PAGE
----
Friday, October 3, 2014

Apéritif Friday - The Lakeside Sipper and a Local Dinner

Last week I talked about creating a "Local Dinner." I came up with the concept after contemplating all the vegetable goodness I've been receiving locally this summer and fall through our CSA baskets, in addition to the grass fed beef and pastured pork from a nearby farm. I knew creating an entire meal out of 100% locally sourced ingredients would be nearly impossible for me, primarily because I enjoy certain dairy products and hello....alcohol. I also knew that I'd need to add some spices and such that aren't produced locally. So perhaps I should call this a "Mostly Local Dinner." Whatever. Semantics.

In short...I wasn't aiming for a miracle, I simply wanted the stars of the show to be locally sourced.

Naturally, I needed to psych up and loosen my limbs with some soothing relaxation. I immediately turned to a cocktail that fit the bill perfectly. Over the summer when my mom requested a Manhattan at the cabin, I was shocked, appalled and embarrassed that we were out of sweet vermouth. How could such a travesty ever occur in the land that defines the Manhattan?

Sacrilege. So I improvised, and created an Apéritif I aptly named the Lakeside Sipper. 
To honor my local efforts, I used Templeton Rye, which is a fantastic whiskey hailing from Templeton, Iowa. Although one of my favorite whiskeys, it is not without some controversy...if you're interested, check it out here. Those darned Chicago lawyers.

So maybe it's not so local. But local in spirit. Heh heh. Punning...

In a cocktail shaker filled with ice, add two parts whiskey and one part Cointreau. (Let's just call France local for the evening. Now I'm really taking liberties!) Add a dash of blood orange bitters and a splash of maraschino cherry juice. Shake vigorously, and pour over a cocktail glass filled with ice. Top off with club soda (optional). Garnish with an orange slice and a cherry.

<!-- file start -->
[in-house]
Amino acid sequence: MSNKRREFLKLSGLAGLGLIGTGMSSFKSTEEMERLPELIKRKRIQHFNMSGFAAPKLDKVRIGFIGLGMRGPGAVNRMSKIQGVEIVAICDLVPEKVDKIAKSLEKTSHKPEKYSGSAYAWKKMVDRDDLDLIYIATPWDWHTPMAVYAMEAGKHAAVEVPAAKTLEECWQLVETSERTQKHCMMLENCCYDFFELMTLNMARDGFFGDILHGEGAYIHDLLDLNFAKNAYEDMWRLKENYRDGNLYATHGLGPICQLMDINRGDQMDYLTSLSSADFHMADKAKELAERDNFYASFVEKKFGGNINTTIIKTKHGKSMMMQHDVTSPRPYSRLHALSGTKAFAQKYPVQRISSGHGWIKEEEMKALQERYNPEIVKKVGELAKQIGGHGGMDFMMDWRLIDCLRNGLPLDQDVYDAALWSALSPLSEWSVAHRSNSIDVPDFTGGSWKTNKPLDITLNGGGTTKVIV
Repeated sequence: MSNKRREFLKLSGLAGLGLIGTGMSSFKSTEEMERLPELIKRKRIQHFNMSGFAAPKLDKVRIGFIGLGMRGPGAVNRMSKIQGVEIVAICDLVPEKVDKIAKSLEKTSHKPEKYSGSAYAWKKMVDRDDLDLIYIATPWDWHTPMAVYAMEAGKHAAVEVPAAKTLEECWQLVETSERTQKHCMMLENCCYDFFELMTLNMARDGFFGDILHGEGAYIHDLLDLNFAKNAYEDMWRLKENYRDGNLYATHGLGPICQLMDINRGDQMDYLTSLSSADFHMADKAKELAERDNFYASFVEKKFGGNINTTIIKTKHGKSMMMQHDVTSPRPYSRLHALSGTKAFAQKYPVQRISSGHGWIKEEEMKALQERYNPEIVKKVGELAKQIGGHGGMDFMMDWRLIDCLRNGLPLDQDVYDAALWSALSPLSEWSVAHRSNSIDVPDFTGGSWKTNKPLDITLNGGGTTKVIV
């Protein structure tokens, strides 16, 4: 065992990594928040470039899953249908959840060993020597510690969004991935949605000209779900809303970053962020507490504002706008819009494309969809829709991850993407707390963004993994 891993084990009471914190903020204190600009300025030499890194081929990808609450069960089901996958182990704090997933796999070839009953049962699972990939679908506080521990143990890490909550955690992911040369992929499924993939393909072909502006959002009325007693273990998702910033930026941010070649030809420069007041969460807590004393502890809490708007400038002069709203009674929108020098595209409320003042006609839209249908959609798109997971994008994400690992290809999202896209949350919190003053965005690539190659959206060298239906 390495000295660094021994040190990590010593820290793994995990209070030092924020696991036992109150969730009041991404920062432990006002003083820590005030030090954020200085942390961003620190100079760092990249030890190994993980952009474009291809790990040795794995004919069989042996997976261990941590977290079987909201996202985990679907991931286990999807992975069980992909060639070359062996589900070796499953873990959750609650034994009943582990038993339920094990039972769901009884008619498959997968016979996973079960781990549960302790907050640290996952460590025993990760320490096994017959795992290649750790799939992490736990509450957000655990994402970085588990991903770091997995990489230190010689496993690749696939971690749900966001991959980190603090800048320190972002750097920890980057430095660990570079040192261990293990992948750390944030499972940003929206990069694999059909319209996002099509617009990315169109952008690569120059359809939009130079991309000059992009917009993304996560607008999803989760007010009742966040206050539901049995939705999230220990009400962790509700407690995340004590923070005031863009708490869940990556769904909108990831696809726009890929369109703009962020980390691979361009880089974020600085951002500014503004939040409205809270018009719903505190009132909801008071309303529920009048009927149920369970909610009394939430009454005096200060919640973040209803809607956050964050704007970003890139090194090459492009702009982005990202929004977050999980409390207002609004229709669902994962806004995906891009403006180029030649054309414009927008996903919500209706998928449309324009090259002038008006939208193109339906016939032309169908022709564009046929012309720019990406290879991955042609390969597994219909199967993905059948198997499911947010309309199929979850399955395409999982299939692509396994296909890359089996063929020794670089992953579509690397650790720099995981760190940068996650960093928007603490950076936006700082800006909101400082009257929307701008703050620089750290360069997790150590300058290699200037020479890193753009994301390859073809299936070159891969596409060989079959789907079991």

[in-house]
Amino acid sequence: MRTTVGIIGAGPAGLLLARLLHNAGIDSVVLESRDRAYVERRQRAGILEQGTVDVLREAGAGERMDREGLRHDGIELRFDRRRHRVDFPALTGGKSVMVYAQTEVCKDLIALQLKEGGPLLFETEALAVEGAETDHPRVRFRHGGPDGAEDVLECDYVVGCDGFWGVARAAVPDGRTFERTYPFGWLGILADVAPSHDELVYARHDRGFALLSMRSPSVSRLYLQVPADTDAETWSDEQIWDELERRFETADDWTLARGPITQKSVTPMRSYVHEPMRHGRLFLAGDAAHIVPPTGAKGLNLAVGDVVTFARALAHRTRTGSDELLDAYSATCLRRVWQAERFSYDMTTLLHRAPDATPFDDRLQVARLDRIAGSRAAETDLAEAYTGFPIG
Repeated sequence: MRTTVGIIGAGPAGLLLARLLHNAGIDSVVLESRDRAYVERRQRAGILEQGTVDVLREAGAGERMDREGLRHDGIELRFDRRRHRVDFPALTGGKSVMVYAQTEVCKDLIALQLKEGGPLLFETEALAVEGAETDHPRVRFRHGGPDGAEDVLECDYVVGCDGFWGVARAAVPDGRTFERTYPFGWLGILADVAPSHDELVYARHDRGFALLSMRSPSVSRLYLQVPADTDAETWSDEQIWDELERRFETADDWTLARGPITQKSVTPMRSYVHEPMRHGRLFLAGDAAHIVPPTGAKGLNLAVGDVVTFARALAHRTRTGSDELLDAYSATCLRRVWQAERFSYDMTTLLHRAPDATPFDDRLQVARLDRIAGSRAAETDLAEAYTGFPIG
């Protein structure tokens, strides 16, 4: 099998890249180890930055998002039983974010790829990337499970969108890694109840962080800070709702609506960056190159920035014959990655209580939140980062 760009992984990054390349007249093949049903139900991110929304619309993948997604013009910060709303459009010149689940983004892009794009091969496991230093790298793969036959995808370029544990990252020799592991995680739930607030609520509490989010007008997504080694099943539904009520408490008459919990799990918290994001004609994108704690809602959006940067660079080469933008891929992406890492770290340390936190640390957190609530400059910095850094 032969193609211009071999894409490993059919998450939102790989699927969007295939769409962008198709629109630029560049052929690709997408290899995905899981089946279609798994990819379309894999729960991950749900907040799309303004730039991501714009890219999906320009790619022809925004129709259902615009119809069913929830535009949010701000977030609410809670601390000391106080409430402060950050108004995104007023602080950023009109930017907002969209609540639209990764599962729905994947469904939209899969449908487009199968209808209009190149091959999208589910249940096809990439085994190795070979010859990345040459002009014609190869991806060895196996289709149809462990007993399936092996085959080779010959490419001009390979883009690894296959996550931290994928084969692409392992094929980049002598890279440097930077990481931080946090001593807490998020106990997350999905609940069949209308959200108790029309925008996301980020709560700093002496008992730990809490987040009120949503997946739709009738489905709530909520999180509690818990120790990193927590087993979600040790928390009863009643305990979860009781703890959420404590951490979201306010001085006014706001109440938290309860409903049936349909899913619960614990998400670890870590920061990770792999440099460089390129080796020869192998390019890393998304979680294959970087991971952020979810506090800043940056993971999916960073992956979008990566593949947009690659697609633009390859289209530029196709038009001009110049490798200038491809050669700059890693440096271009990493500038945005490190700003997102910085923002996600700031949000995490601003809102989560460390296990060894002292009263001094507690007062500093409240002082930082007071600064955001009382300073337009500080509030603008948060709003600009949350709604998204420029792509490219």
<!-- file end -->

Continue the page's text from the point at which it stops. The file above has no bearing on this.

I'd liken this to a Manhattan, but with a twist. The orange is delicately complex mixed with the whiskey and perhaps tastes slightly sweeter than vermouth, but not cloyingly so. The whiskey still shines through as the star, leaving no doubt that it's a warm-you-up-to-your-toes treat. Mom and I loved this, and deemed it (GASP!) better than the traditional version. We may have even had a second.

With my cocktail in hand, it was time to formulate a game plan.

I decided to go with the Carola potatoes and kale as the main vegetable ingredients. I pulled pork chops out of the freezer and thought up a sauce to go with them. I came up with Pork Chops with Whiskey Maple Apple Glaze, baked Carola potatoes and crispy kale chips, for a little crunch and texture on the plate.